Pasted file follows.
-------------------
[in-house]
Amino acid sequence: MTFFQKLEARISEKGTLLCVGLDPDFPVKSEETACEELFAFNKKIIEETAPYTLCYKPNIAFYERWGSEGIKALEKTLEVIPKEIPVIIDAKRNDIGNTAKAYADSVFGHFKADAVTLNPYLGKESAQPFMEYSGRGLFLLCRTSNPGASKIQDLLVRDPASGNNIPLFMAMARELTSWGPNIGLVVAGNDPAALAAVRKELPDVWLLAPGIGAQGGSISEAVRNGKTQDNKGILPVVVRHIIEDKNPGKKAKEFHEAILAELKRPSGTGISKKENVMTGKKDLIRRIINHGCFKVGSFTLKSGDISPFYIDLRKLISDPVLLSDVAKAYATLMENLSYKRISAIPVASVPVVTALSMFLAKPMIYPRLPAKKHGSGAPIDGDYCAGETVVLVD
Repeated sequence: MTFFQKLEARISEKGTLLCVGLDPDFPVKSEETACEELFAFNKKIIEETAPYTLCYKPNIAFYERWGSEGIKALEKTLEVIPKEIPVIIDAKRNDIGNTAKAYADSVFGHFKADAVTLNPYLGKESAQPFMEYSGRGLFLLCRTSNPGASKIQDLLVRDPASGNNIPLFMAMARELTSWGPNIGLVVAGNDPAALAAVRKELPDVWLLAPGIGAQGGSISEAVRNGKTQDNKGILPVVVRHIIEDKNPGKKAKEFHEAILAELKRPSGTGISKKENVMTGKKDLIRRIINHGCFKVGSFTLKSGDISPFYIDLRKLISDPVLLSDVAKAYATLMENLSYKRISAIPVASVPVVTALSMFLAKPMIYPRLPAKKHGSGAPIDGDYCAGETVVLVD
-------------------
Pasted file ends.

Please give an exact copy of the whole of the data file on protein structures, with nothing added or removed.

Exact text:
[in-house]
Amino acid sequence: MTFFQKLEARISEKGTLLCVGLDPDFPVKSEETACEELFAFNKKIIEETAPYTLCYKPNIAFYERWGSEGIKALEKTLEVIPKEIPVIIDAKRNDIGNTAKAYADSVFGHFKADAVTLNPYLGKESAQPFMEYSGRGLFLLCRTSNPGASKIQDLLVRDPASGNNIPLFMAMARELTSWGPNIGLVVAGNDPAALAAVRKELPDVWLLAPGIGAQGGSISEAVRNGKTQDNKGILPVVVRHIIEDKNPGKKAKEFHEAILAELKRPSGTGISKKENVMTGKKDLIRRIINHGCFKVGSFTLKSGDISPFYIDLRKLISDPVLLSDVAKAYATLMENLSYKRISAIPVASVPVVTALSMFLAKPMIYPRLPAKKHGSGAPIDGDYCAGETVVLVD
Repeated sequence: MTFFQKLEARISEKGTLLCVGLDPDFPVKSEETACEELFAFNKKIIEETAPYTLCYKPNIAFYERWGSEGIKALEKTLEVIPKEIPVIIDAKRNDIGNTAKAYADSVFGHFKADAVTLNPYLGKESAQPFMEYSGRGLFLLCRTSNPGASKIQDLLVRDPASGNNIPLFMAMARELTSWGPNIGLVVAGNDPAALAAVRKELPDVWLLAPGIGAQGGSISEAVRNGKTQDNKGILPVVVRHIIEDKNPGKKAKEFHEAILAELKRPSGTGISKKENVMTGKKDLIRRIINHGCFKVGSFTLKSGDISPFYIDLRKLISDPVLLSDVAKAYATLMENLSYKRISAIPVASVPVVTALSMFLAKPMIYPRLPAKKHGSGAPIDGDYCAGETVVLVD